Reciprocal Space Convolution of the LongRanged Potential
In order to transform the charge density mesh into an electrostatic
potential field, it is necessary to know the interaction potential between any
two mesh points, the way any given mesh point influences one of the others
elsewhere in the box. If the mesh were very fine, it would be precise enough
to simply compute the longranged potential
kq_{i}q_{j} erf(αr_{ij}) /
r_{ij} as if the mesh points were simply particles displaced
from one another by multiples of the grid spacing. However, the mesh would
need to be so fine‐below a tenth of an Å‐that the computation
would be prohibitively expensive. The interpolation done in the
previous section is critical for managing the size of
the mesh problem, and it carries consequences for the form of the potential on
the mesh that must be reckoned with.
Because the convolution is occurring with the help of Fourier transforms to
reduce the algorithmic complexity from O(N^{2}) to O(N log N), the form
of a Bspline in fourier space is important: the Euler exponential
spline. This involves something called the Gamma function (Γ) and the
calculation for our previous
example can be traced from pmeOrthoConvBC to pretabulated
quantities in pmeOrthoTabBC and LoadPrefac to the
lowestlevel arithmetic in GammaSum , all of which is taken from
the original
Essmann paper.
As one might expect, there is a great deal of precomputation that can occur
when the simulation box is perfectly rectangular‐it gets tougher when the
box doesn't have all right angles, but the mdgx program in
AmberTools finds additional ways to precompute
some of the quantities.
One important thing about ParticleMesh Ewald calculations which can be seen
in pmeOrthoConvBC is the zeroing of the first reciprocal space
element, that is index (1, 1, 1) of the newly transformed charge density grid.
For net neutral systems, this number will already be zero, give or take minute
amounts depending on the floating point precision, but for systems with a net
charge, the longranged effect of the net charge will thus be removed. (We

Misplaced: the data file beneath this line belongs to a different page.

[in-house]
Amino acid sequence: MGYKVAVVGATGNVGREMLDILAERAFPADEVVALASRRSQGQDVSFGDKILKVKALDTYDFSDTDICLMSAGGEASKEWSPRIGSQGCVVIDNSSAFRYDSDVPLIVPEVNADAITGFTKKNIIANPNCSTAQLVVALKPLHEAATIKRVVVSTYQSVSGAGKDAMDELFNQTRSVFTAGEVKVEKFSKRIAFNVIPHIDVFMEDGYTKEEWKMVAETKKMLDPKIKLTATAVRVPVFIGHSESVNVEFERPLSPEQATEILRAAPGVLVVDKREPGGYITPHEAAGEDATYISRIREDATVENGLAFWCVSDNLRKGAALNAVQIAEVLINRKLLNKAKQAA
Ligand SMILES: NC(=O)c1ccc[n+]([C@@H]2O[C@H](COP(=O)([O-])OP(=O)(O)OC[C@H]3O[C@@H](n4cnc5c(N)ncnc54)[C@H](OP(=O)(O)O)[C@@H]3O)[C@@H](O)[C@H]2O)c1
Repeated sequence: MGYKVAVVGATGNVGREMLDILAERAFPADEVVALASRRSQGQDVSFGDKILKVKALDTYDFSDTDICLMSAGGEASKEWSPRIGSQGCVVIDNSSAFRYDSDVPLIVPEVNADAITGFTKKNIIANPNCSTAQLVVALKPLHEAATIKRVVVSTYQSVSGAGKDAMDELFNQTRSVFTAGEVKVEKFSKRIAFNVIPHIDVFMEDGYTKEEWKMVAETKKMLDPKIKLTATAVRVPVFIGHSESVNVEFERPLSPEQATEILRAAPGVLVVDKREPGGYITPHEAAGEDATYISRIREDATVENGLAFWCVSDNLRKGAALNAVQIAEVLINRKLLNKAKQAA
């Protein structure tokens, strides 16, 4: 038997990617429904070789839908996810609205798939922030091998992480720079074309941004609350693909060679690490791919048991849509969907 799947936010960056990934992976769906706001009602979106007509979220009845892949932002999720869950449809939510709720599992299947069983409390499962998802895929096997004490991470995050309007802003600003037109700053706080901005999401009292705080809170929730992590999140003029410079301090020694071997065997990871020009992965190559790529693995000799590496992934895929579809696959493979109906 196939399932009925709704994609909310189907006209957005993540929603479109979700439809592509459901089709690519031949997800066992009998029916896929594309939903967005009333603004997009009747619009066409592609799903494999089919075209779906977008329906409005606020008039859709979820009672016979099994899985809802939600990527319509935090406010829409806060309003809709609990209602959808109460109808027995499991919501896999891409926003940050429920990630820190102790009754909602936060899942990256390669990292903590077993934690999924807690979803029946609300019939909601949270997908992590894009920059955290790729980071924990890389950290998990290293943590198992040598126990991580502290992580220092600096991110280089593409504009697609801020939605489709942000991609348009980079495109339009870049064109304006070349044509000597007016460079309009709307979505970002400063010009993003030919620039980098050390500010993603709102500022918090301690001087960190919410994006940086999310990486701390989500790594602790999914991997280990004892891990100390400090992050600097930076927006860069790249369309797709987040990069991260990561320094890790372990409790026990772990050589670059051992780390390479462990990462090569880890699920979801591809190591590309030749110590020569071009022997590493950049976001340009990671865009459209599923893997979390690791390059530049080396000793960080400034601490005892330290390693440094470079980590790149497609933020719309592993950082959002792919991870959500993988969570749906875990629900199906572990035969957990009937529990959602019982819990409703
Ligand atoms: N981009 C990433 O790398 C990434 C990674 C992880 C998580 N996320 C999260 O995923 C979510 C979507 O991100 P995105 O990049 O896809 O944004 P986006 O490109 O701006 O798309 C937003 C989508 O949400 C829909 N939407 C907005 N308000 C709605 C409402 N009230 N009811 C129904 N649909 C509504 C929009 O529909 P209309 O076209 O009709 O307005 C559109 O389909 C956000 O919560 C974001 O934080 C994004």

still recommend that biomolecular simulations be charge neutral.)
There is a lot of dense math. Delving deeper, one discovers things like
"the convolution of a Gaussian is another Gaussian" and other mathematical
relationships that have been used to great effect in variations on the central
ParticleParticle ParticleMesh technique. It's helpful to visualize the
longranged pair potential by which one mesh point influences another, however,
and this can be done with minimal effort following a procedure mentioned in
the Introduction.
Q = zeros(64, 64, 64); % Empty charge grid
Q(32,32,32) = 332.0636; % Proton charge scaled to yield final
% results in kcal/mol
gdim = [64 64 64]; % Grid dimensions
S = 0.5/getalpha(8.0, 1.0e5); % Gaussian charge spreading factor
ordr = [4 4 4]; % Fourthorder interpolation everywhere
U = pmeOrthoConvBC(Q, gdim, ordr, S);
A slice of this result, the electrostatic potential due to a single mesh
grid point occupied by a charge of +1 proton units, shows in detail the
interaction of any two mesh points. It can be used as a lookup table
indexed relative to the (32,32,32) charge index: for the interaction of mesh
points located at (5,5,5) and (8,10,12), look up the potential in U at
(32+85 = 35, 32+105=37, 32+125=39) and multiply by the charges (proton
units) at each of the mesh points.
As would be expected, the shape of the potential is roughly circular
(spherical in three dimensions), but not quite: if the box were much
smaller it would become apparent in the image. The potential is a lot like
kq_{i}q_{j} erf(αr_{ij}) /
r_{ij}, but not quite: the nature of the Bsplines
in Fourier space can be examined by returning additional arguments from
pmeOrthoConvBC . Of course, nowhere is the pair potential
negative, but individual charges can be and will scale it accordingly.
The code should make clear that this pair potential is an analytic result
obtained for a particular box size and mesh dimensions. The result U could be
stored, pretransformed by 3DFFT even, for inclusion in the convolution of any
charge mesh with the same dimensions. In fact, this could save some time in
the reciprocal space calculation but it's trivial in the grand scheme of
things. The analytic approach is nice because, if the simulation box size
changes, the pair potential will automatically update.
The pair potential above is the key to understanding why PME, even with the
FFT, is a fundamentally pairwise operation. The FFT merely makes it a lot
faster for dense systems of particles. For the 4^{th} order
interpolation in this example, the 64element stencils projecting each of two
charges onto the charge grid would interact according to this potential (even
if those stencils overlap‐note that the potential is not infinite even at
(32,32,32)), implying 4096 table lookups to compute the longranged component
of the particles' interaction in a pairwise sense.
An understanding of this material may make it more comfortable to get into
the &ewald namelist of sander or pmemd job
control files. There are still a number of algorithmic constraints that limit
the options that can take effect in the workhorse, GPU version of
pmemd (the grid size must be a multiple of 4, for example), but
that may improve with time. More broadly, this demonstration aims to teach
the methods behind particleparticle, particlemesh techniques, which have
applications throughout computational physics. Any questions or comments
may be forwarded to david.cerutti (at) rutgers.edu.
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